The Confused Politics of Sol Campbell
Sven-Göran Eriksson once quipped that there is more politics in football than in politics. There are however, precious few examples of footballers involving themselves in politics in the same way as Imran Khan or Vitali Klitschko. George Weah stood, unsuccessfully, in the 2005 Liberian Presidential election and Roman Pavyluchenko once won a seat on a Russian Regional Council in 2008 running, inexplicably, for Vladamir Putin’s United Russia party. That is approximately the full extent of footballers officially partaking in politics. Fortunately for politics and fortunately for footballers, not many have followed a path into power. This Rubicon might be crossed immanently though, following Sol Campbell’s announcement that he aims to stand as Conservative candidate in the London Mayoral elections.
Campbell began to make a name for himself as a sage on social and economic affairs in the latter months of last year when he was vocal in his opposition to Labour’s proposed Mansion Tax on properties worth over £2 million. Of course, Sol’s £25m London residence lies spectacularly on the other side of this threshold. It was enough to make Campbell quake in his boots, or should I say tasselled loafers, at the thought that the Red Brigades might be about to storm our nation’s great capital. He even referred to Labour as ‘communist’, a nonsensical position to take by any standard. Campbell claims that he wants to enter politics to ‘give something back’. As long as that ‘giving back’ doesn’t involve him making any added contribution to the Exchequer.
Campbell takes the view that the wealth of the talented, speculative or downright lucky is hard earned and should be theirs to keep for good. Any attempts to extract a minor percentage from such small fortunes for redistributive purposes is a blow to ‘aspiration’ according to Campbell, a word uttered with such frequency since the election it is beginning to make me wretch. Fine, let him run on such a plank. The red quilt that covered London in May shows he hasn’t much chance of rallying support behind such laissez faire policies.
This is however, a football website and it is the stands Campbell has taken on footballing issues that seem to reveal some confusion within his world view. For all his faults, and there are many, it is to his credit that he has always been a vocal combatant against racism in football. Moreover, he even began to address the issue of institutional racism within the game which is far more pernicious than the vulgar chants and banana hurling from terraces which have largely been stamped out.
Sadly, or rather typically, this took the self-centred form of claiming he would have been England captain for 10 years were he not black. This claim was laughed out of the room, but he was touching upon an important issue. Why is there such a disparity between the number of black players and the number of black managers? Why so few black faces, or the faces of other minority groups, on boards or within the FA? There has to be an answer to these kinds of question.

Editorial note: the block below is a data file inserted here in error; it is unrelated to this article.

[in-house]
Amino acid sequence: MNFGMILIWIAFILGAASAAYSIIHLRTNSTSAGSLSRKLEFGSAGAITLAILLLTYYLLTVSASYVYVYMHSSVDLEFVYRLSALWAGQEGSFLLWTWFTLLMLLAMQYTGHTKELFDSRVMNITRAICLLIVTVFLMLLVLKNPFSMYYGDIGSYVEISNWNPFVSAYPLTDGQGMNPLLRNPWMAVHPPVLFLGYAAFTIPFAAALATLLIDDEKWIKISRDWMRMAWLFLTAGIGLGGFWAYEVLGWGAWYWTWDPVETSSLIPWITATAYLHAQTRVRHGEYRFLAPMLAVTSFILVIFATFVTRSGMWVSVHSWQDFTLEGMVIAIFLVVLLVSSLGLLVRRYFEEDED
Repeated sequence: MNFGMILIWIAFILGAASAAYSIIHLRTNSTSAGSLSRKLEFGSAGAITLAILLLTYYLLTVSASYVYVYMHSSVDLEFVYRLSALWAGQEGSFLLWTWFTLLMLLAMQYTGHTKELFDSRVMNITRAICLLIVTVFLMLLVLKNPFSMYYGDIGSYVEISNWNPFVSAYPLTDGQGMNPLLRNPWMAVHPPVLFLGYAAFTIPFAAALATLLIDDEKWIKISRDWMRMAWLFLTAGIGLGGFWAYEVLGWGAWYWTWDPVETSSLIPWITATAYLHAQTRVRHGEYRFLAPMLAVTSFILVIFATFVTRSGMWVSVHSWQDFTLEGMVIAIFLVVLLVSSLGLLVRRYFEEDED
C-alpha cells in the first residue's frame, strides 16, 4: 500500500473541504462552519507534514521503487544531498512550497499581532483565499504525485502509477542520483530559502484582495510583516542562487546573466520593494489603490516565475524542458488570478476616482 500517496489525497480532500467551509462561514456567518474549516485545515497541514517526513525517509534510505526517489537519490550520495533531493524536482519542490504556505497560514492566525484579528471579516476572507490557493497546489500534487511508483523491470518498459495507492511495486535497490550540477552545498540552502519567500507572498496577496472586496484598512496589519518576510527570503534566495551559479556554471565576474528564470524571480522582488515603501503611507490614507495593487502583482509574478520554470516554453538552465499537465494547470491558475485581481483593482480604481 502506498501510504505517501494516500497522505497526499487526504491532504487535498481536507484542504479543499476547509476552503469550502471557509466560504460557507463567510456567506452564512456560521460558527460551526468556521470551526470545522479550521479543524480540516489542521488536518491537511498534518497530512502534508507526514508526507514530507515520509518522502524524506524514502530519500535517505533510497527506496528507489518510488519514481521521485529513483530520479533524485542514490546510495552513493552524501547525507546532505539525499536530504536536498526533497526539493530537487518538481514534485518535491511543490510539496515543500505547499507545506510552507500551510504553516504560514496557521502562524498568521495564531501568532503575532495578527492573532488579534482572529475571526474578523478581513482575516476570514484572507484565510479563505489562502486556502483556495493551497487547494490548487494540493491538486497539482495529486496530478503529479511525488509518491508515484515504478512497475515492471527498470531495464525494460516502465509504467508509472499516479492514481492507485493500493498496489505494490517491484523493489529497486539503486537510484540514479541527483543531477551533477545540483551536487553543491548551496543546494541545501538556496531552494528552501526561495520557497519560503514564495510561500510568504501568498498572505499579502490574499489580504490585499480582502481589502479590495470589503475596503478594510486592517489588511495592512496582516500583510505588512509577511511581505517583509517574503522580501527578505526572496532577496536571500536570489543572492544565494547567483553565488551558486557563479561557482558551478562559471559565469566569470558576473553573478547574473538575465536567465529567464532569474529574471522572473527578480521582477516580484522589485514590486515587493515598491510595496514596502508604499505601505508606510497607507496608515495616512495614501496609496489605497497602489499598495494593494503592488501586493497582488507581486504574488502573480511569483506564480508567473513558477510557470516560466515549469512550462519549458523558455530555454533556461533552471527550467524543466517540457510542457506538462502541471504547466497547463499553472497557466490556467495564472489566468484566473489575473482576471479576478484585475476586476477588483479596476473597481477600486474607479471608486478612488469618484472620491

How peculiar then, that Campbell should choose to join a party still exorcising itself from the ghost of Enoch Powell. Campbell believes that within football there was a network of pinstriped, buttoned down, elderly straight white males conspiring against him and halting his progress due to the colour of his skin. One can argue as to whether this conspiracy is real or imagined. What Campbell seems blissfully unaware of, either through lack of political literacy or sense of history, is that he is affiliating himself with exactly the sort of people that he believes conspired against him.
He hasn’t a hope in hells chance of success in the Mayoral election so perhaps all such points are moot. However, one feels the strong urge to alert Campbell to this contradiction so that he might re considerer his political alliances. At a meeting earlier this year he challenged to the FA’s technical director Dan Ashworth to explain why Gary Neville was fastracked into a coaching role with the England seniors, implying that the FA favoured him because he was white. Ashworth explained, sensibly, that the FA felt Neville was a man of great promise and that they wanted him involved. Campbell’s retort: ‘but I am Sol Campbell’. Referral to oneself in the third person does not always go hand in hand with cloudless mental health.
Sol Campbell is free to take any political position he wishes, but it is surely only a matter of time before he realises the Conservative party have done little to help people who are like him, or grow up on the same streets that he once strode. Campbell after all did attend the memorial service for Stephen Lawrence in 2013, and must be aware of the implications of the McPherson Report that followed his murder which revealed the extent of racist mal practice within the Metropolitan Police.
His venture into politics may be a fad, or an effort to satisfy his need to fulfil a higher purpose, but the confusion within his politics will not go unchallenged. I would argue the contradiction is irreconcilable.